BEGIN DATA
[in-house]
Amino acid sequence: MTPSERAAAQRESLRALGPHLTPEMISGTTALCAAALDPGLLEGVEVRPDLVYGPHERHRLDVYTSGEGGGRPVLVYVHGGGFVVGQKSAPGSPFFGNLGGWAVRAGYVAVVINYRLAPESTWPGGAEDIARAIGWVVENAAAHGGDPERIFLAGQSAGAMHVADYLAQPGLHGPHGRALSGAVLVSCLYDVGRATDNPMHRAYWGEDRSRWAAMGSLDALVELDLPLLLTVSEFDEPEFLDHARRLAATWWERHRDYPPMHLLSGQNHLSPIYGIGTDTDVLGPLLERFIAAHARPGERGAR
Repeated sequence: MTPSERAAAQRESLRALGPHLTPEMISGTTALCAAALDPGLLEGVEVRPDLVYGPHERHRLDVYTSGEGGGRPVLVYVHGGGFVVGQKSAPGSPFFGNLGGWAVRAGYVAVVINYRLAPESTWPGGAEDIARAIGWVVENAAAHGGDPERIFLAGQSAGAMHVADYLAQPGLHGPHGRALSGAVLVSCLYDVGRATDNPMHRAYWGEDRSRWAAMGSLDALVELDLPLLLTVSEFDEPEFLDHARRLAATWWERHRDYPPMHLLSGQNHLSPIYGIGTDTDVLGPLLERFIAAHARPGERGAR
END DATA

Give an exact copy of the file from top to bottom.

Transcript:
[in-house]
Amino acid sequence: MTPSERAAAQRESLRALGPHLTPEMISGTTALCAAALDPGLLEGVEVRPDLVYGPHERHRLDVYTSGEGGGRPVLVYVHGGGFVVGQKSAPGSPFFGNLGGWAVRAGYVAVVINYRLAPESTWPGGAEDIARAIGWVVENAAAHGGDPERIFLAGQSAGAMHVADYLAQPGLHGPHGRALSGAVLVSCLYDVGRATDNPMHRAYWGEDRSRWAAMGSLDALVELDLPLLLTVSEFDEPEFLDHARRLAATWWERHRDYPPMHLLSGQNHLSPIYGIGTDTDVLGPLLERFIAAHARPGERGAR
Repeated sequence: MTPSERAAAQRESLRALGPHLTPEMISGTTALCAAALDPGLLEGVEVRPDLVYGPHERHRLDVYTSGEGGGRPVLVYVHGGGFVVGQKSAPGSPFFGNLGGWAVRAGYVAVVINYRLAPESTWPGGAEDIARAIGWVVENAAAHGGDPERIFLAGQSAGAMHVADYLAQPGLHGPHGRALSGAVLVSCLYDVGRATDNPMHRAYWGEDRSRWAAMGSLDALVELDLPLLLTVSEFDEPEFLDHARRLAATWWERHRDYPPMHLLSGQNHLSPIYGIGTDTDVLGPLLERFIAAHARPGERGAR